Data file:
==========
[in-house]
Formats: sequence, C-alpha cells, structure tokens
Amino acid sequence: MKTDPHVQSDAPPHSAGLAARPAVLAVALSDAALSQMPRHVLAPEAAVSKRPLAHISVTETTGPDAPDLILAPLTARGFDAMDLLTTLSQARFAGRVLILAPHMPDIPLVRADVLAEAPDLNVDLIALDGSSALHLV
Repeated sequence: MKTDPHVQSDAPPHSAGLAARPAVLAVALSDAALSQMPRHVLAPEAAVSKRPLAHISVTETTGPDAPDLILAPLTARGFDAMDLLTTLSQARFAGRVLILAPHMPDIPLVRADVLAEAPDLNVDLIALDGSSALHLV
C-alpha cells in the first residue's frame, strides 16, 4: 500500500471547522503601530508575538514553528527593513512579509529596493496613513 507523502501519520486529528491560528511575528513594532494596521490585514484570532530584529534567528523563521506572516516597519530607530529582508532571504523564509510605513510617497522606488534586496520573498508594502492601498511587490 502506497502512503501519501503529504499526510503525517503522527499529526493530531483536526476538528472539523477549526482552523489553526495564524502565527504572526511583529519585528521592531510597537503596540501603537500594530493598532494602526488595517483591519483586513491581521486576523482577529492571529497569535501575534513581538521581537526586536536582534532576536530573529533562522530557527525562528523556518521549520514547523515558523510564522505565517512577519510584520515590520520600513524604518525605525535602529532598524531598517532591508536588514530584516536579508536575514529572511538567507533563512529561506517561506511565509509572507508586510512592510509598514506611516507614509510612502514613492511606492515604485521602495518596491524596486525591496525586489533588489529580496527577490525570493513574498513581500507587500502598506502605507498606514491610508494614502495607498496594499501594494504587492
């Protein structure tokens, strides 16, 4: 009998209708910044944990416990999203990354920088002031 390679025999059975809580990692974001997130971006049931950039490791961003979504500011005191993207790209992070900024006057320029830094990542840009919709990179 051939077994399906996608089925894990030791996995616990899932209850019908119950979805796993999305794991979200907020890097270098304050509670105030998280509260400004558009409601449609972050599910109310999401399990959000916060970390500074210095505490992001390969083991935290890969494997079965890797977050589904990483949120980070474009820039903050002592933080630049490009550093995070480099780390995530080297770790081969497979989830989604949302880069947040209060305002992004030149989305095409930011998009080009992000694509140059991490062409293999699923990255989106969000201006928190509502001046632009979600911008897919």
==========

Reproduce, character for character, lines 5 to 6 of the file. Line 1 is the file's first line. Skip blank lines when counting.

C-alpha cells in the first residue's frame, strides 16, 4: 500500500471547522503601530508575538514553528527593513512579509529596493496613513 507523502501519520486529528491560528511575528513594532494596521490585514484570532530584529534567528523563521506572516516597519530607530529582508532571504523564509510605513510617497522606488534586496520573498508594502492601498511587490 502506497502512503501519501503529504499526510503525517503522527499529526493530531483536526476538528472539523477549526482552523489553526495564524502565527504572526511583529519585528521592531510597537503596540501603537500594530493598532494602526488595517483591519483586513491581521486576523482577529492571529497569535501575534513581538521581537526586536536582534532576536530573529533562522530557527525562528523556518521549520514547523515558523510564522505565517512577519510584520515590520520600513524604518525605525535602529532598524531598517532591508536588514530584516536579508536575514529572511538567507533563512529561506517561506511565509509572507508586510512592510509598514506611516507614509510612502514613492511606492515604485521602495518596491524596486525591496525586489533588489529580496527577490525570493513574498513581500507587500502598506502605507498606514491610508494614502495607498496594499501594494504587492
């Protein structure tokens, strides 16, 4: 009998209708910044944990416990999203990354920088002031 390679025999059975809580990692974001997130971006049931950039490791961003979504500011005191993207790209992070900024006057320029830094990542840009919709990179 051939077994399906996608089925894990030791996995616990899932209850019908119950979805796993999305794991979200907020890097270098304050509670105030998280509260400004558009409601449609972050599910109310999401399990959000916060970390500074210095505490992001390969083991935290890969494997079965890797977050589904990483949120980070474009820039903050002592933080630049490009550093995070480099780390995530080297770790081969497979989830989604949302880069947040209060305002992004030149989305095409930011998009080009992000694509140059991490062409293999699923990255989106969000201006928190509502001046632009979600911008897919």